Robin Jeong

I remember growing up in a small town in Massachusetts, less than 15,000 people. It was on the border between rural and suburban, that kind of small. In the yearbook there were only two Asians, me and my brother. I don’t remember being aware that I was different at all when I was younger and as a result I remember being very outgoing and talking to everyone the same way. Growing up, I gradually began to realize that I was different, and I feel like I can’t talk to everyone the same way anymore. That makes me sad. Unlike most Koreans, I don’t feel very connected to my Korean culture because I don’t really speak Korean. Actually, Korean was my first language but my English was so bad growing up that my dad decided that I needed to just speak English in order to live here and succeed. I remember him sitting me down and telling me to call him “dad” instead of “appa”. It’s interesting; I don’t feel like I connect to either Korean or American culture, like I don’t belong to either.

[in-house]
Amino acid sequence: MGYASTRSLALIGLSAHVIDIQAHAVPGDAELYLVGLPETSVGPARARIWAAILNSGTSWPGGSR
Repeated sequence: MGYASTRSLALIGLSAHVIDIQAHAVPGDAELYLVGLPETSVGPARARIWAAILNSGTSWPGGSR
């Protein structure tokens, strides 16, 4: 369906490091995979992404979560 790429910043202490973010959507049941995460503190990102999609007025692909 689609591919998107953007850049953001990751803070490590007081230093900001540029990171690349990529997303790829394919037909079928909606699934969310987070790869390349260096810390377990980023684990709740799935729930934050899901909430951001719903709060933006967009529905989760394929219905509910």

I don’t feel like I connect to either Korean or American culture, like I don’t belong to either. 


My favorite food? Spicy barbecue pork ribs, the kind that my mom makes. In Korean it's 돼지불고기 (dwaejibulgogi) It’s so good!

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